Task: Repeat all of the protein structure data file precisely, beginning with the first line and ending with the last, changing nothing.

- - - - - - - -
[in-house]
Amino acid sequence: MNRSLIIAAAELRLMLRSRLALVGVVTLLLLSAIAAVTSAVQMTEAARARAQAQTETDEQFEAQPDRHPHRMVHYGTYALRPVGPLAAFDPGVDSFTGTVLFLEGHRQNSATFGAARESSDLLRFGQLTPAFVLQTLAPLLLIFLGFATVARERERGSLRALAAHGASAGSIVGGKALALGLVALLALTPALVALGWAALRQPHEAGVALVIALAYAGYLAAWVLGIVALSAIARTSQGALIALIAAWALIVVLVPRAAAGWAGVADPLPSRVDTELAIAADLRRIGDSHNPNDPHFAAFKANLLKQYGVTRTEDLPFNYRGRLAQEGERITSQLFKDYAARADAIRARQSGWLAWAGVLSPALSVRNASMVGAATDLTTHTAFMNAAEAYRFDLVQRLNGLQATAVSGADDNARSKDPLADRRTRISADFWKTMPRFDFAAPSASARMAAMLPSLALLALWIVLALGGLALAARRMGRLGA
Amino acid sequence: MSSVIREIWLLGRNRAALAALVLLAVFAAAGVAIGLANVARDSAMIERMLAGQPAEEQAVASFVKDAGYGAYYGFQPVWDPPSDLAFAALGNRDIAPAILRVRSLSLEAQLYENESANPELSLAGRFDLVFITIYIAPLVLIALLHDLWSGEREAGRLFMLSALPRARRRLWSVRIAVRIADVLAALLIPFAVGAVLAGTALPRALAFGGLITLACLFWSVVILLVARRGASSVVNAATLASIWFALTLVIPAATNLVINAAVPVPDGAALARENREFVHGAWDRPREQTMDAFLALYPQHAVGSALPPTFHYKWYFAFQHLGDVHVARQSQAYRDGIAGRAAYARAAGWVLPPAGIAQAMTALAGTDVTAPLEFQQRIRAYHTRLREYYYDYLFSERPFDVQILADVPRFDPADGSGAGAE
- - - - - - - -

[in-house]
Amino acid sequence: MNRSLIIAAAELRLMLRSRLALVGVVTLLLLSAIAAVTSAVQMTEAARARAQAQTETDEQFEAQPDRHPHRMVHYGTYALRPVGPLAAFDPGVDSFTGTVLFLEGHRQNSATFGAARESSDLLRFGQLTPAFVLQTLAPLLLIFLGFATVARERERGSLRALAAHGASAGSIVGGKALALGLVALLALTPALVALGWAALRQPHEAGVALVIALAYAGYLAAWVLGIVALSAIARTSQGALIALIAAWALIVVLVPRAAAGWAGVADPLPSRVDTELAIAADLRRIGDSHNPNDPHFAAFKANLLKQYGVTRTEDLPFNYRGRLAQEGERITSQLFKDYAARADAIRARQSGWLAWAGVLSPALSVRNASMVGAATDLTTHTAFMNAAEAYRFDLVQRLNGLQATAVSGADDNARSKDPLADRRTRISADFWKTMPRFDFAAPSASARMAAMLPSLALLALWIVLALGGLALAARRMGRLGA
Amino acid sequence: MSSVIREIWLLGRNRAALAALVLLAVFAAAGVAIGLANVARDSAMIERMLAGQPAEEQAVASFVKDAGYGAYYGFQPVWDPPSDLAFAALGNRDIAPAILRVRSLSLEAQLYENESANPELSLAGRFDLVFITIYIAPLVLIALLHDLWSGEREAGRLFMLSALPRARRRLWSVRIAVRIADVLAALLIPFAVGAVLAGTALPRALAFGGLITLACLFWSVVILLVARRGASSVVNAATLASIWFALTLVIPAATNLVINAAVPVPDGAALARENREFVHGAWDRPREQTMDAFLALYPQHAVGSALPPTFHYKWYFAFQHLGDVHVARQSQAYRDGIAGRAAYARAAGWVLPPAGIAQAMTALAGTDVTAPLEFQQRIRAYHTRLREYYYDYLFSERPFDVQILADVPRFDPADGSGAGAE